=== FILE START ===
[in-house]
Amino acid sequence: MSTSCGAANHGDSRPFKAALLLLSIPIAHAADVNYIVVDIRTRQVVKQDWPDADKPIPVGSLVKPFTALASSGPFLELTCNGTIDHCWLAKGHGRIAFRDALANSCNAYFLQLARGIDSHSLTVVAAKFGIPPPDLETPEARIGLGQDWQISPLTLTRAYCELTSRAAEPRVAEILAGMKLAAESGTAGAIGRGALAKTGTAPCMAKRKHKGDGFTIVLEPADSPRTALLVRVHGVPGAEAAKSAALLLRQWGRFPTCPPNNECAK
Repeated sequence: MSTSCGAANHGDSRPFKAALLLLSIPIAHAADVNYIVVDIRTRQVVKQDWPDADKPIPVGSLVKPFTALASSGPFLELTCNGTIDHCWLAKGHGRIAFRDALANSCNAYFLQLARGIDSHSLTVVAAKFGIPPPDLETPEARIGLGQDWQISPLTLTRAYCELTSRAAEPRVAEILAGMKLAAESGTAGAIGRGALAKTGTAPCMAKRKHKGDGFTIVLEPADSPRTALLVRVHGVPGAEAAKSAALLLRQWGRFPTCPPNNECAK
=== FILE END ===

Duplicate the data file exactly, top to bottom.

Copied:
[in-house]
Amino acid sequence: MSTSCGAANHGDSRPFKAALLLLSIPIAHAADVNYIVVDIRTRQVVKQDWPDADKPIPVGSLVKPFTALASSGPFLELTCNGTIDHCWLAKGHGRIAFRDALANSCNAYFLQLARGIDSHSLTVVAAKFGIPPPDLETPEARIGLGQDWQISPLTLTRAYCELTSRAAEPRVAEILAGMKLAAESGTAGAIGRGALAKTGTAPCMAKRKHKGDGFTIVLEPADSPRTALLVRVHGVPGAEAAKSAALLLRQWGRFPTCPPNNECAK
Repeated sequence: MSTSCGAANHGDSRPFKAALLLLSIPIAHAADVNYIVVDIRTRQVVKQDWPDADKPIPVGSLVKPFTALASSGPFLELTCNGTIDHCWLAKGHGRIAFRDALANSCNAYFLQLARGIDSHSLTVVAAKFGIPPPDLETPEARIGLGQDWQISPLTLTRAYCELTSRAAEPRVAEILAGMKLAAESGTAGAIGRGALAKTGTAPCMAKRKHKGDGFTIVLEPADSPRTALLVRVHGVPGAEAAKSAALLLRQWGRFPTCPPNNECAK